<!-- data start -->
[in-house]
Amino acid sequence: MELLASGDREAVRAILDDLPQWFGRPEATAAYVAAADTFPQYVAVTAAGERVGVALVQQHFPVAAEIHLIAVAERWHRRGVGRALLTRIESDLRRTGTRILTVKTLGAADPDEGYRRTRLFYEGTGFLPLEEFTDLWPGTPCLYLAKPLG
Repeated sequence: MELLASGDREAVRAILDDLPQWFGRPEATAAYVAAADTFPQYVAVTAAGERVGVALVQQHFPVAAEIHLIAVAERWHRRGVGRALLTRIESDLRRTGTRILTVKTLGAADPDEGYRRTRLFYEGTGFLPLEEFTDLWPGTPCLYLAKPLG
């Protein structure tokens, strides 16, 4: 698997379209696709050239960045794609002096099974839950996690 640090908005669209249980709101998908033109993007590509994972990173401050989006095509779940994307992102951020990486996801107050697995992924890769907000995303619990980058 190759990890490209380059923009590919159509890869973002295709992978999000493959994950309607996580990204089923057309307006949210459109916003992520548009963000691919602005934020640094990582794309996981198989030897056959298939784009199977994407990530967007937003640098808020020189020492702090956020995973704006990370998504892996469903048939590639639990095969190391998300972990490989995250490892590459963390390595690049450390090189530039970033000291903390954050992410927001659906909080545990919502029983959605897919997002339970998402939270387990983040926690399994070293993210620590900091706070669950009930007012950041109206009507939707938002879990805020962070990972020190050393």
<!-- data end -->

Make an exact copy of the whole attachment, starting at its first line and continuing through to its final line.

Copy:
[in-house]
Amino acid sequence: MELLASGDREAVRAILDDLPQWFGRPEATAAYVAAADTFPQYVAVTAAGERVGVALVQQHFPVAAEIHLIAVAERWHRRGVGRALLTRIESDLRRTGTRILTVKTLGAADPDEGYRRTRLFYEGTGFLPLEEFTDLWPGTPCLYLAKPLG
Repeated sequence: MELLASGDREAVRAILDDLPQWFGRPEATAAYVAAADTFPQYVAVTAAGERVGVALVQQHFPVAAEIHLIAVAERWHRRGVGRALLTRIESDLRRTGTRILTVKTLGAADPDEGYRRTRLFYEGTGFLPLEEFTDLWPGTPCLYLAKPLG
């Protein structure tokens, strides 16, 4: 698997379209696709050239960045794609002096099974839950996690 640090908005669209249980709101998908033109993007590509994972990173401050989006095509779940994307992102951020990486996801107050697995992924890769907000995303619990980058 190759990890490209380059923009590919159509890869973002295709992978999000493959994950309607996580990204089923057309307006949210459109916003992520548009963000691919602005934020640094990582794309996981198989030897056959298939784009199977994407990530967007937003640098808020020189020492702090956020995973704006990370998504892996469903048939590639639990095969190391998300972990490989995250490892590459963390390595690049450390090189530039970033000291903390954050992410927001659906909080545990919502029983959605897919997002339970998402939270387990983040926690399994070293993210620590900091706070669950009930007012950041109206009507939707938002879990805020962070990972020190050393």